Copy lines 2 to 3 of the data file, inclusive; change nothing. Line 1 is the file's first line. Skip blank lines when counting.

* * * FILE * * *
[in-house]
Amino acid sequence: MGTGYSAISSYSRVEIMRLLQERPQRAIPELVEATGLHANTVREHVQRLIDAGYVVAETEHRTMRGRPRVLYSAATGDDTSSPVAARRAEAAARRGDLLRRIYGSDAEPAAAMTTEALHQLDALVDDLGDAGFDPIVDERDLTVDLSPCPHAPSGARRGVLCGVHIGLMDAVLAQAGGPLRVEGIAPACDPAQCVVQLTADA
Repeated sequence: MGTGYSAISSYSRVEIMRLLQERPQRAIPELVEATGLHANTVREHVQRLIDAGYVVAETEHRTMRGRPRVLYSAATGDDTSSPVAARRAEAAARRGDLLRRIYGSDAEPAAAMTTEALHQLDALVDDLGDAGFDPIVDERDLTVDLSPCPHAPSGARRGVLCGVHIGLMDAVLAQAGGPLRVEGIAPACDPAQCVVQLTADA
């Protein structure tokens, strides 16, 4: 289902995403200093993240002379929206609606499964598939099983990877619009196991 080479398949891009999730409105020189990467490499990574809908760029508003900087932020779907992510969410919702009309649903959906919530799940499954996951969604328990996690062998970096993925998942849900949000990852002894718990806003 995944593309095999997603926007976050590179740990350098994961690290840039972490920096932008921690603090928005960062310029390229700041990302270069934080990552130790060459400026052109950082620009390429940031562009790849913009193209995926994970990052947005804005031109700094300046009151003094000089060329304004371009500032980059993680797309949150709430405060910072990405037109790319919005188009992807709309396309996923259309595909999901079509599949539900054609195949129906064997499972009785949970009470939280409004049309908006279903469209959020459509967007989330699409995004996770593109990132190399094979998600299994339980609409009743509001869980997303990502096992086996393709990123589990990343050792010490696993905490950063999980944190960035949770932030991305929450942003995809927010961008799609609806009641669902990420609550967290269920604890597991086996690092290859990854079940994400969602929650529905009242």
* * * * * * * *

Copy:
Amino acid sequence: MGTGYSAISSYSRVEIMRLLQERPQRAIPELVEATGLHANTVREHVQRLIDAGYVVAETEHRTMRGRPRVLYSAATGDDTSSPVAARRAEAAARRGDLLRRIYGSDAEPAAAMTTEALHQLDALVDDLGDAGFDPIVDERDLTVDLSPCPHAPSGARRGVLCGVHIGLMDAVLAQAGGPLRVEGIAPACDPAQCVVQLTADA
Repeated sequence: MGTGYSAISSYSRVEIMRLLQERPQRAIPELVEATGLHANTVREHVQRLIDAGYVVAETEHRTMRGRPRVLYSAATGDDTSSPVAARRAEAAARRGDLLRRIYGSDAEPAAAMTTEALHQLDALVDDLGDAGFDPIVDERDLTVDLSPCPHAPSGARRGVLCGVHIGLMDAVLAQAGGPLRVEGIAPACDPAQCVVQLTADA